Essential Information about Backpacking Tents

There are lots of backpacking tents out there so understanding the differences will go a long way to choosing the best backpacking tent for you.

The Essentials About Backpacking Tents

Types – backpacking tents are usually either dome or wedge shaped. There are some bivy tents as well.

You already know the season you plan to backpack in but most hikers will choose a 3 season tent anyway as that covers summer plus the moderate weather in the spring and fall. If you are planning on backpacking in the winter you would require a 4 season tent of course. When picking a tent it needs to be able to handle the worst conditions you might expect during your journey.

Fabrics – these tents are normally made from nylon or polyester. You will find the nylon a bit lighter and able to withstand rougher conditions. Polyester tents are great in wet weather conditions and it is suggested by some it withstands degradation from ultraviolet rays better.

Ventilation – on a hot summer night  you will need those mesh panels on your tent. Also when there is overnight condensation  your backpacking tent needs good ventilation to dry out quickly

Tent size – Tents are always categorized by their per person capacity, for example a one person tent. Then look at any storage space you might want and the height of the tent. Frequently tent manufacturers will state a tent is for two people, yet it might be a tight fit so look at the size of the floor size. Although you may want to go to a larger size that will increase the weight so you need to balance things out. And if you are tall hiker you will want a tent with a minimum floor length about 90 inches. .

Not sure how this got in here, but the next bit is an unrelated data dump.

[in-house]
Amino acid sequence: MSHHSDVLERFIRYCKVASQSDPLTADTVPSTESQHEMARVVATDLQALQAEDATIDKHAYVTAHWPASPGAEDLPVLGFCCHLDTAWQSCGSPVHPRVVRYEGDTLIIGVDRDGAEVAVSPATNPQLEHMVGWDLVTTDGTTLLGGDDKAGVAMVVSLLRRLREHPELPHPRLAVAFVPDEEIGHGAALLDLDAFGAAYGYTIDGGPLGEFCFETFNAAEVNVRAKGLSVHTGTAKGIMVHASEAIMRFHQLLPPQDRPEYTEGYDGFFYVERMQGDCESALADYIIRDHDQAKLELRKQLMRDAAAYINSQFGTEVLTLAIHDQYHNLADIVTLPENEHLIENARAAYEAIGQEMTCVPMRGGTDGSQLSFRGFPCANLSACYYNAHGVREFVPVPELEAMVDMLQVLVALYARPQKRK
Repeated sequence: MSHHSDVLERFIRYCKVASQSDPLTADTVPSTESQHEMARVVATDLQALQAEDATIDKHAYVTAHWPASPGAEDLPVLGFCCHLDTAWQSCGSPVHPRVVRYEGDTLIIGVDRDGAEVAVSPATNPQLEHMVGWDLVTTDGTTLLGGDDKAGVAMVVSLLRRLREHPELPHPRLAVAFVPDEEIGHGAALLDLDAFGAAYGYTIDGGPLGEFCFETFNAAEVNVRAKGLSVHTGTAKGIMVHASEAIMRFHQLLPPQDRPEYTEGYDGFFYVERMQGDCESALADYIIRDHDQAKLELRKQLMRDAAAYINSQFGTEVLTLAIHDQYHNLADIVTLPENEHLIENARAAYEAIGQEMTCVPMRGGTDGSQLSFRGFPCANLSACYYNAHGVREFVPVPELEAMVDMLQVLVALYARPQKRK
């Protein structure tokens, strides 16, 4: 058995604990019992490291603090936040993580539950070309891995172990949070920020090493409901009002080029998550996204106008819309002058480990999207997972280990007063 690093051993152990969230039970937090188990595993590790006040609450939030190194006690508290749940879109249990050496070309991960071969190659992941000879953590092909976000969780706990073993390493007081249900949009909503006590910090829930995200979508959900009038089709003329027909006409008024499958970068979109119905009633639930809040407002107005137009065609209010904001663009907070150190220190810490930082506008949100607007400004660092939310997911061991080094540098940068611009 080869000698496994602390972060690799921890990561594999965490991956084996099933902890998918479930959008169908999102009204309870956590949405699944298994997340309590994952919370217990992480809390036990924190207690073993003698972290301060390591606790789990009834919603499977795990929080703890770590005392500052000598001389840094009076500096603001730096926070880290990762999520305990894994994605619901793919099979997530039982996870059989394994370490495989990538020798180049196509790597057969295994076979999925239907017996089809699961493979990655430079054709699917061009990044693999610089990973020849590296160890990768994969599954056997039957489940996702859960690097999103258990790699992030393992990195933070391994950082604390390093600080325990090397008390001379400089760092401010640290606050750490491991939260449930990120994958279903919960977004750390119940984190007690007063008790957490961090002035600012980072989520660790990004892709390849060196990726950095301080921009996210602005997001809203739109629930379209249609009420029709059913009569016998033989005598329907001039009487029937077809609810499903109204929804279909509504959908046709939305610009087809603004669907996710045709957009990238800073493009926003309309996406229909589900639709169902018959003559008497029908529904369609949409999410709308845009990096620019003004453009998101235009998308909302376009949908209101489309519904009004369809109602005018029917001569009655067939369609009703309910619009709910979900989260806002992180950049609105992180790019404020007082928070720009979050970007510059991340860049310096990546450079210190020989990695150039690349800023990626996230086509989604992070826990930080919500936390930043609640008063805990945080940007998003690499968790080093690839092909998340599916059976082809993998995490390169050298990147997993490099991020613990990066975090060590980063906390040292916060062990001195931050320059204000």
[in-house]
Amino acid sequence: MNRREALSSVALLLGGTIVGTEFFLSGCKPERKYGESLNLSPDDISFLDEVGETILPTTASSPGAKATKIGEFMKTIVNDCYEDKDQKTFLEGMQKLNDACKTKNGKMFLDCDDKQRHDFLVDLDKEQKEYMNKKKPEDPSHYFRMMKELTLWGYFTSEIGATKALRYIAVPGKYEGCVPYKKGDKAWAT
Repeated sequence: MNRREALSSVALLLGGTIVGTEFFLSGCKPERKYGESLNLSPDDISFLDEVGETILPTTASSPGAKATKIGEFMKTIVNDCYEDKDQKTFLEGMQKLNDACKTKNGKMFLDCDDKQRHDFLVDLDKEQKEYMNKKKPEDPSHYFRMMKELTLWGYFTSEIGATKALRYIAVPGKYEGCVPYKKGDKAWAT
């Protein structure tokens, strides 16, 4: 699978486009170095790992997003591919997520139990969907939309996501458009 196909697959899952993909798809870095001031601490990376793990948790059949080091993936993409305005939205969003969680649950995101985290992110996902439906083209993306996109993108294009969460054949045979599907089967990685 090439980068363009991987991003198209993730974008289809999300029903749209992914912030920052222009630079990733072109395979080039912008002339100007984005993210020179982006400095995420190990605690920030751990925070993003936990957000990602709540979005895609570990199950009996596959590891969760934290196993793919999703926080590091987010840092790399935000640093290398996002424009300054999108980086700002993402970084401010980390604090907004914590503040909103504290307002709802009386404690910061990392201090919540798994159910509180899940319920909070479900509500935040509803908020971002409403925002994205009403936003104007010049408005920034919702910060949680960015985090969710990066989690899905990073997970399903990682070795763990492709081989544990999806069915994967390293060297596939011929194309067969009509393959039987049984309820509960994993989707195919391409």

Storage is something to be considered. Have a tent large enough to bring things inside or perhaps a tarp to cover them. Do keep in mind that many tents come with vestibules which will provide some storage space.

Weight – Solo tents will range between 2 and 3 pounds. A two person backpacking tent is typically from 3 to 5 pounds. Experts suggest you aim for an average weight of three pounds per person.

Ease of setup – most of these tents offer a freestanding design which means that the tent can stand without the use of stakes, this will increase setup and take down time. Check on the number and size of the poles required.

Price and quality – backpacking tents with a higher price tag usually offer extra features at a lower weight. So it depends where and how often you go backpacking.

These are some of the the things to consider when deciding on a backpacking tent. For more on backpacking tents see Bivy Tents.




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